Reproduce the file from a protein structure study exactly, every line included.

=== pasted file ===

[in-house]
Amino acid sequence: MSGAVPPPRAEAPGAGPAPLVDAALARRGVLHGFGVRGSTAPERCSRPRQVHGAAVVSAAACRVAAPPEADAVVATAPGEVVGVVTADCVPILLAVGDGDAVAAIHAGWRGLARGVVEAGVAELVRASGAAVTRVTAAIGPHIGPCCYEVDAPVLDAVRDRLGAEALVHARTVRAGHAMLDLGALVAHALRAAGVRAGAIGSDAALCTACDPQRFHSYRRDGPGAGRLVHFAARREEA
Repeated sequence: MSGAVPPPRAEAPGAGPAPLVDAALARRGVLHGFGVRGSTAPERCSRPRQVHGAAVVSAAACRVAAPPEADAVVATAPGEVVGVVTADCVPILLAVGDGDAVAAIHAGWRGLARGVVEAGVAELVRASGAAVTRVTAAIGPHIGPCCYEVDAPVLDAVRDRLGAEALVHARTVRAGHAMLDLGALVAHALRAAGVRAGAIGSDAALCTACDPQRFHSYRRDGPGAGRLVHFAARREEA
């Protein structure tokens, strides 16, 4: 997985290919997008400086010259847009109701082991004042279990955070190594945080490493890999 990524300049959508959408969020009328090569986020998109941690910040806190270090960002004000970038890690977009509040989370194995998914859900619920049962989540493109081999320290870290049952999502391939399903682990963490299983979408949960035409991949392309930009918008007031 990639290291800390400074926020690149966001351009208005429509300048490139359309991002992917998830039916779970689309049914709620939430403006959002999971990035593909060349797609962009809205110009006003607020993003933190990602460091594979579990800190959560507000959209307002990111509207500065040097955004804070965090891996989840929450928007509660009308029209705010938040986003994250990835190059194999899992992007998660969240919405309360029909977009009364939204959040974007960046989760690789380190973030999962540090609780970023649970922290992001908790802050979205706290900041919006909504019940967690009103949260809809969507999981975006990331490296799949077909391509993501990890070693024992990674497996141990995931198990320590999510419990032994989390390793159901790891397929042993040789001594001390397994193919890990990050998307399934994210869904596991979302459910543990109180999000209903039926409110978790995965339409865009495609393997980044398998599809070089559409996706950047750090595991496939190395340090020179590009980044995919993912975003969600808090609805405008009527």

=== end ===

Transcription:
[in-house]
Amino acid sequence: MSGAVPPPRAEAPGAGPAPLVDAALARRGVLHGFGVRGSTAPERCSRPRQVHGAAVVSAAACRVAAPPEADAVVATAPGEVVGVVTADCVPILLAVGDGDAVAAIHAGWRGLARGVVEAGVAELVRASGAAVTRVTAAIGPHIGPCCYEVDAPVLDAVRDRLGAEALVHARTVRAGHAMLDLGALVAHALRAAGVRAGAIGSDAALCTACDPQRFHSYRRDGPGAGRLVHFAARREEA
Repeated sequence: MSGAVPPPRAEAPGAGPAPLVDAALARRGVLHGFGVRGSTAPERCSRPRQVHGAAVVSAAACRVAAPPEADAVVATAPGEVVGVVTADCVPILLAVGDGDAVAAIHAGWRGLARGVVEAGVAELVRASGAAVTRVTAAIGPHIGPCCYEVDAPVLDAVRDRLGAEALVHARTVRAGHAMLDLGALVAHALRAAGVRAGAIGSDAALCTACDPQRFHSYRRDGPGAGRLVHFAARREEA
């Protein structure tokens, strides 16, 4: 997985290919997008400086010259847009109701082991004042279990955070190594945080490493890999 990524300049959508959408969020009328090569986020998109941690910040806190270090960002004000970038890690977009509040989370194995998914859900619920049962989540493109081999320290870290049952999502391939399903682990963490299983979408949960035409991949392309930009918008007031 990639290291800390400074926020690149966001351009208005429509300048490139359309991002992917998830039916779970689309049914709620939430403006959002999971990035593909060349797609962009809205110009006003607020993003933190990602460091594979579990800190959560507000959209307002990111509207500065040097955004804070965090891996989840929450928007509660009308029209705010938040986003994250990835190059194999899992992007998660969240919405309360029909977009009364939204959040974007960046989760690789380190973030999962540090609780970023649970922290992001908790802050979205706290900041919006909504019940967690009103949260809809969507999981975006990331490296799949077909391509993501990890070693024992990674497996141990995931198990320590999510419990032994989390390793159901790891397929042993040789001594001390397994193919890990990050998307399934994210869904596991979302459910543990109180999000209903039926409110978790995965339409865009495609393997980044398998599809070089559409996706950047750090595991496939190395340090020179590009980044995919993912975003969600808090609805405008009527």